To create a new Studio Setup document:
If you have not already done so, install any MIDI cards and interfaces, connect
your MIDI devices to your MIDI interface, and turn them on.
See your card, interface, and/or MIDI device manuals if you need help.
You create and modify Studio Setup documents using an application
called OMS Setup, so...
Find the OMS Setup application.
By default, the OMS Setup application is in the “OMS Applications” folder that,
depending on the installer, is either at the top-level of your hard drive or in a folder
Double-click OMS Setup to start the program.
If AppleTalk is active, you’ll see the dialog box shown in Figure 2. Read the next
section to learn about OMS and its use with AppleTalk.
If you don’t see the dialog box shown in Figure 2, it means you’re not using Apple-
Talk. Skip ahead to Searching for MIDI Devices (pg. 13).
Figure 2: AppleTalk Alert
DECIDING ABOUT If AppleTalk is active when you launch OMS Setup, you’ll see the
APPLETALK dialog box shown in Figure 2.
AppleTalk is a Macintosh communication protocol for local area net-
works (LANs). Many laser printers require AppleTalk to
communicate with your Macintosh. Unfortunately, AppleTalk can
interfere with MIDI data arriving at either the modem port or the
In general, you should choose to turn off AppleTalk whenever you
plan to record or play MIDI data using an OMS-compatible MIDI
application. The exception is if you need to print from a MIDI appli-
cation, such as Opcode’s Overture (a music notation program).
Ch 2: Creating a New Studio Setup Document - 11 - OMS 2.3 for Macintosh
Click the Options button.
The AppleTalk Options dialog box appears.
Figure 3: AppleTalk Options
Check the desired options, then click OK.
If you check Always leave it on, without asking, then OMS will never again
prompt you with the AppleTalk dialog. Use this option with extreme caution—
remember that AppleTalk interferes with MIDI data reception.
If you check Turn it back on when done with MIDI, then AppleTalk is automati-
cally re-launched when you quit all OMS-compatible applications.
In the AppleTalk alert box, click Turn it Off.
OMS Setup remembers whether you want AppleTalk on or off, and future alerts
display your previous choice as the default (highlighted) button.
You’ll see the dialog box shown in Figure 4.
Figure 4: Disconnect AppleTalk Dialog Box
Disconnect your AppleTalk network, then click OK.
Ch 2: Creating a New Studio Setup Document - 12 - OMS 2.3 for Macintosh
SEARCHING FOR If you’ve never created a Studio Setup document (using either
MIDI DEVICES Custom or Easy setup), then you’ll see the dialog box shown in
If you’ve already created a Studio Setup document, but wish to
create a new one, choose File>New Studio Setup to open the dialog
box shown in Figure 5.
Figure 5: Configure OMS Dialog
Click OK to proceed.
The following dialog box appears.
Figure 6: OMS Driver Search Dialog Box
Check the box next to each serial port that’s connected to a MIDI interface.
You should check only those serial ports that you’ll use for MIDI.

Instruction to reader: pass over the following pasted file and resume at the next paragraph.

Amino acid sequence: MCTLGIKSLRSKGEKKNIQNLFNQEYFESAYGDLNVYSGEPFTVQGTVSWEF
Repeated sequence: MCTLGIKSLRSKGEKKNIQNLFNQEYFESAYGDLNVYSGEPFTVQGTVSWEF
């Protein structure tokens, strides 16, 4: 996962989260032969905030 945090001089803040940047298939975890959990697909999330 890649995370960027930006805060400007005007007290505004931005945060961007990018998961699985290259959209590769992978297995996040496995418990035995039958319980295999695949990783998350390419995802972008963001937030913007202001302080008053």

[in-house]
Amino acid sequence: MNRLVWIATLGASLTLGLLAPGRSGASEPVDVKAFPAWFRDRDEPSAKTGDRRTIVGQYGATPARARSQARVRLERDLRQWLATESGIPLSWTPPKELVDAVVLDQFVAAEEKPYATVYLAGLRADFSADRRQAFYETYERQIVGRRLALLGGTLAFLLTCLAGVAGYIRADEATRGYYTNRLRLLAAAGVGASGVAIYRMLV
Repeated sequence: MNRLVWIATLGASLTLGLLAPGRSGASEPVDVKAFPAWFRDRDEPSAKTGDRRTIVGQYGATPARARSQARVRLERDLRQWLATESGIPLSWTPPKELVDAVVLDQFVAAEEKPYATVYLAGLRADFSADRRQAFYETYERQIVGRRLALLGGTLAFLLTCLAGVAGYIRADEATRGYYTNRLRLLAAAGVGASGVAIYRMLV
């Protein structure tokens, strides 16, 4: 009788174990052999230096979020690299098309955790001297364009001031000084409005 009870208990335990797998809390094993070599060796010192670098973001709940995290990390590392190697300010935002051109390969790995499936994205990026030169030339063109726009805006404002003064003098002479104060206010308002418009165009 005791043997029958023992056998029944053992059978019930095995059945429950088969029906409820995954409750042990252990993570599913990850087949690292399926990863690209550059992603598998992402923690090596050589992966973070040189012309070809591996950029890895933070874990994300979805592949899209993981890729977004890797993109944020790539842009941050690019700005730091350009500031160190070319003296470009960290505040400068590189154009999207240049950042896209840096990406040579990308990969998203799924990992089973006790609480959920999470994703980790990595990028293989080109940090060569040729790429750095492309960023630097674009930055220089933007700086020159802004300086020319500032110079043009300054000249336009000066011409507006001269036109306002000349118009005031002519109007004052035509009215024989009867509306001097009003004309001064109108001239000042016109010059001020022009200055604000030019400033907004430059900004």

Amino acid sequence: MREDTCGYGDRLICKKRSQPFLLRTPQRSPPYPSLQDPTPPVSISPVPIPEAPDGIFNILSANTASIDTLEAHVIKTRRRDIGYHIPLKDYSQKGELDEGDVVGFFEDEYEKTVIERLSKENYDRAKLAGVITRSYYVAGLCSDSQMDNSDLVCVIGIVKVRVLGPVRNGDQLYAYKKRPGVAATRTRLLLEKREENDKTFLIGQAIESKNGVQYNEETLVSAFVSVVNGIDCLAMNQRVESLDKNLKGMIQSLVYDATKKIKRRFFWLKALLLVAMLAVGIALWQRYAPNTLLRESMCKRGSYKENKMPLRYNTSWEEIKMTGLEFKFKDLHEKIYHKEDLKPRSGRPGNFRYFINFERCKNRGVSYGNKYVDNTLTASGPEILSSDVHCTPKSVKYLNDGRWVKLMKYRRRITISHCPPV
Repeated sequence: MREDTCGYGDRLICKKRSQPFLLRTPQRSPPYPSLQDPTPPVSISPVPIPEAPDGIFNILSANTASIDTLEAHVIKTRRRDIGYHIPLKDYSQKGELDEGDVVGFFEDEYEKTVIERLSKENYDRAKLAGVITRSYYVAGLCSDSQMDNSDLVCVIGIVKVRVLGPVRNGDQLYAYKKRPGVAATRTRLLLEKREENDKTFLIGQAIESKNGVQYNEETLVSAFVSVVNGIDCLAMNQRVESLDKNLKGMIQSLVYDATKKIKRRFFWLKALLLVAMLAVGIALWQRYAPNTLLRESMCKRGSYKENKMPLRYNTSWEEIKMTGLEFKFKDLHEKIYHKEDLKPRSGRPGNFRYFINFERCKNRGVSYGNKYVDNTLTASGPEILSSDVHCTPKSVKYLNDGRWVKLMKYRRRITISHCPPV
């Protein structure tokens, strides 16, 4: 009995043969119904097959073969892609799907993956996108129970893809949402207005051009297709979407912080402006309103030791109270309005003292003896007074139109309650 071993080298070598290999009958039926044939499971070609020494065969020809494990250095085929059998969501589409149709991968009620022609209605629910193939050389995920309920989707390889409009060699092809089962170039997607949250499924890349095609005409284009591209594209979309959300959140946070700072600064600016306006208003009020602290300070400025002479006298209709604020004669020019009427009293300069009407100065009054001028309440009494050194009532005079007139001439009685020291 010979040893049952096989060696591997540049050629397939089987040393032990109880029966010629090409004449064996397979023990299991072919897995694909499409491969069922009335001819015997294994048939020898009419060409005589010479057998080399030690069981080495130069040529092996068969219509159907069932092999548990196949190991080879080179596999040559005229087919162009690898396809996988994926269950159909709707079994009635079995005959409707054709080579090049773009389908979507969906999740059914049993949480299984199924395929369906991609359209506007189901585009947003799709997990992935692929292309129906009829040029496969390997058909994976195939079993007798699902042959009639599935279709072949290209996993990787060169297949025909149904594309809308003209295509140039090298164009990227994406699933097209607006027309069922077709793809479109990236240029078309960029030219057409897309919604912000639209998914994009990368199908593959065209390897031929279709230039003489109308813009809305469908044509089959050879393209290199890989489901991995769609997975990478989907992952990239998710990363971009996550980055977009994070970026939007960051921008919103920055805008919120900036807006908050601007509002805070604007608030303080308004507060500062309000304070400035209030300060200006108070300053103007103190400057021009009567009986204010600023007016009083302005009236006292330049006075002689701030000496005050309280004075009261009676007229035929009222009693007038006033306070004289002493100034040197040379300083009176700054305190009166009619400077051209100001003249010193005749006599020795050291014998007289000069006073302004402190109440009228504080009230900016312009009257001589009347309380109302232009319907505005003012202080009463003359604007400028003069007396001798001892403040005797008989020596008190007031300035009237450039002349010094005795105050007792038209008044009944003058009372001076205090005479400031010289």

OMS scans the selected ports, looking for any MIDI devices connected to them. It
also scans your Macintosh looking for MIDI cards (such as a SampleCell or
MacProteus) and other “Virtual Synthesizers” (such as QuickTime Musical
Ch 2: Creating a New Studio Setup Document - 13 - OMS 2.3 for Macintosh
When the search is complete, you’ll see a dialog box similar to the one shown in
Figure 7: OMS Driver Setup Dialog Box
The OMS Driver Setup dialog box gives you four options:
• Cancel: Click this button to abort the entire setup procedure.
• Customize: Click this button if you want to manually add interfaces
to the list. When you click the Customize button, a series of dialog
boxes will appear asking you whether or not you want to add each
type of MIDI interface currently supported with an installed OMS
• Troubleshoot: Click this button if the previous procedure failed to
identify your MIDI interface. OMS will present you with some infor-
mation about possible sources of trouble and offer to scan again for
• OK: Click this button if your MIDI interface, cards, and virtual syn-
thesizers were all properly identified.
If this dialog box lists all your MIDI interfaces, drivers, and virtual synthesizers,
OMS next attempts to identify any MIDI devices connected to your interface’s MIDI
ports. Many newer devices can identify themselves to OMS, automatically config-
uring themselves in the Studio Setup document.
Ch 2: Creating a New Studio Setup Document - 14 - OMS 2.3 for Macintosh
When the MIDI device query is finished, you’ll see a dialog box similar to the one
MIDI ports containing devices recognized by OMS are named and tagged with a
default icon. MIDI ports with devices not recognized by OMS are shown with a
generic name and an undefined device icon.
Check the box next to every MIDI port that contains a device you wish to include in
your final Studio Setup document.
OMS Setup opens a standard Save As dialog box.
Save your Studio Setup document with whatever name you like, then click Save.
OMS Setup saves the Studio Setup document and displays it on the screen.
Figure 8 (pg. 16) illustrates a typical Studio Setup document.
IMPORTANT: Your Studio Setup document will most likely look dif-
ferent than the one shown in Figure 8 because it’s based on your
Ch 2: Creating a New Studio Setup Document - 15 - OMS 2.3 for Macintosh
ANATOMY OF THE STUDIO SETUP DOCUMENT
Figure 8: Anatomy of a Studio Setup Document
Figure 8 shows many of the various elements that can appear in a
Studio Setup document. These are:
³ Multiport MIDI Interface
This example shows a Studio 5 multiport interface connected to the
· MIDI ports on a multiport MIDI interface
Multiport MIDI interfaces display each of their MIDI ports in the
Studio Setup document.
By default, if OMS Setup can’t auto-detect a specific MIDI device, it
creates an undefined MIDI device on each port.